Björn Lindberg d95-bli at
Tue Jul 13 11:40:01 PDT 2004

Bennett Todd <bet at> writes:

> One basic issue to consider, is choice of tools.
> If you care to, you can simplify scripts by using platform-specific
> aids like seq.
> I, for one, tend to reach for perl when [relatively]
> platform-independent tools don't suit, as I and the folks I work
> with consistently provide that on all platforms we work on.
> When the performance cost of doing so isn't too painful, I'll
> generally reach for expr(1), since it's always there. If I want a
> counted loop, and prefer to code it out rather than enumerating the
> results, I'll use
> 	i=1
> 	while test $i -le 4;do
> 		echo file.$i
> 		i=`expr $i + 1`
> 	done
> which brings up another choice-of-tools issue; some folk like to
> try, as a habit, to write scripts in the subset dialect that is
> pretty portable across platforms and across sh/bash/ksh/ash/....

Good point. When using shell, there are two reasonable portability
levels: plain Bourne shell or POSIX. Bourne shell is the lowest common
denominator, but I would guess that virtually every modern Unix
environment supplies at least one POSIX-compliant shell in addition to
the Bourne shell. It is, as you say, always a matter of needs, where
portability is only one of several factors. When I write scripts which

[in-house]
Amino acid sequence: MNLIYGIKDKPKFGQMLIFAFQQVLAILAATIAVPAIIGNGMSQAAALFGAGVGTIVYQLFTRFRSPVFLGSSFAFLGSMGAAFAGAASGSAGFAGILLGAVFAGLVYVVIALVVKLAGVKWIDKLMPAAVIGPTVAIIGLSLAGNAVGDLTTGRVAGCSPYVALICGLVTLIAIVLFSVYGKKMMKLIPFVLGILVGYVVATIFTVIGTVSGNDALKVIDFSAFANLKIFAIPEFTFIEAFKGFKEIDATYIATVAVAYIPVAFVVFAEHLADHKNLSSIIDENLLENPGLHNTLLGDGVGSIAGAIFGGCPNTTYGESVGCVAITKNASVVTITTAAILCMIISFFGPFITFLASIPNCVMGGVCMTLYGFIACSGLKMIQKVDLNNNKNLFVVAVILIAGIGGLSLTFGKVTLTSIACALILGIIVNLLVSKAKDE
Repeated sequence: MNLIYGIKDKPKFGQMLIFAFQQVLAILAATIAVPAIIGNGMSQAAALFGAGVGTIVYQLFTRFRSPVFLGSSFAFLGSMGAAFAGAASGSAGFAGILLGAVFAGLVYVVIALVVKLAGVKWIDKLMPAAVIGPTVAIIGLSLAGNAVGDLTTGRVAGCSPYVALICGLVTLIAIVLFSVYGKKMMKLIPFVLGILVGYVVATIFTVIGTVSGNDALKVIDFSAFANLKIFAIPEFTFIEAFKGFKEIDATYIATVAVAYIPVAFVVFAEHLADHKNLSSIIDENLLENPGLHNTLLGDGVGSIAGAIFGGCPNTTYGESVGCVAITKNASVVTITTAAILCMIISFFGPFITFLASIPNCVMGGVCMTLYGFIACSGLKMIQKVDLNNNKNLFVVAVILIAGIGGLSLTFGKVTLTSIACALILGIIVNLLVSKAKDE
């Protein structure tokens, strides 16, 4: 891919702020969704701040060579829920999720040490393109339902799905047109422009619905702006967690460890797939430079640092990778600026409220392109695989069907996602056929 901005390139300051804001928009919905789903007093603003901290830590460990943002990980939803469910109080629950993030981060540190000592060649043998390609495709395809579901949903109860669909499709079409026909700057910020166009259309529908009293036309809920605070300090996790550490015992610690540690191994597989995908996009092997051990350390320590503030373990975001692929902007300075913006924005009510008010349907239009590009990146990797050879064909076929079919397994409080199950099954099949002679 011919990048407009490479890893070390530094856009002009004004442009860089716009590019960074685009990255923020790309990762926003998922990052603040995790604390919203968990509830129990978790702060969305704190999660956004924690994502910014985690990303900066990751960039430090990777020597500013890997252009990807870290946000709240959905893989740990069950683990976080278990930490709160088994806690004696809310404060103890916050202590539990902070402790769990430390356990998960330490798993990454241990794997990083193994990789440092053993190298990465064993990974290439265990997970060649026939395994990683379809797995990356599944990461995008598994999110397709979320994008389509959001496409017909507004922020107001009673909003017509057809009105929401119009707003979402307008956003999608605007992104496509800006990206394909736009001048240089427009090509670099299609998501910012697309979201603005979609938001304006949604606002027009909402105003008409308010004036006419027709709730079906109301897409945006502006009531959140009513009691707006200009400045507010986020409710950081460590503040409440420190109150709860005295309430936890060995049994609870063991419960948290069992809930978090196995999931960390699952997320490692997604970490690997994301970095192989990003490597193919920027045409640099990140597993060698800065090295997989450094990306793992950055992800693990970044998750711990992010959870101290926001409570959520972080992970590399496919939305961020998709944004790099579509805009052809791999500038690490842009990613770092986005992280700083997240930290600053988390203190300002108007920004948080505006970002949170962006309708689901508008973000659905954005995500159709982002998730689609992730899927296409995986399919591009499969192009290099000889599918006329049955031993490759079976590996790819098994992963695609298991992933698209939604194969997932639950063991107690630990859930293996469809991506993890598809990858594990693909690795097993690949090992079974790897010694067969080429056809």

are intended to be portable, I limit myself to either plain Bourne or
to POSIX, but for local scripts intended for my own use only, I
generally use ksh93 or awk. Even with awk there is a choice of how
much portability you need. There is the original awk, or the "new
awk", called nawk on Solaris for instance, and finally GNU awk which
has a couple of extensions of its own. I imagine there are similar
problems with Perl too, since old installations may have older Perl
versions than currently is available?

> Another thing I find myself doing a lot is replacing shell loops
> with invocations of xargs, sometimes xargs -l. I also use perl a lot
> from the cmdline. So if I wanted to do
> 	mv "file 1" file.1
> 	mv "file 2" file.2
> 		...
> 	mv "file 20" file.20
> I'd probably go
> 	perl -e 'rename "file $_","file.$_" for 1..20'
> or perhaps
> 	ls file*|perl -e 'rename $_,"file.$1" if / (\d+)$/'

I don't use Perl. I would instead use awk or shell or a combination
thereof. For the renaming above you could use the (not very portable)
rename utility. I would probably do

  for i in *; do mv "$i" ${i/ /.}; done


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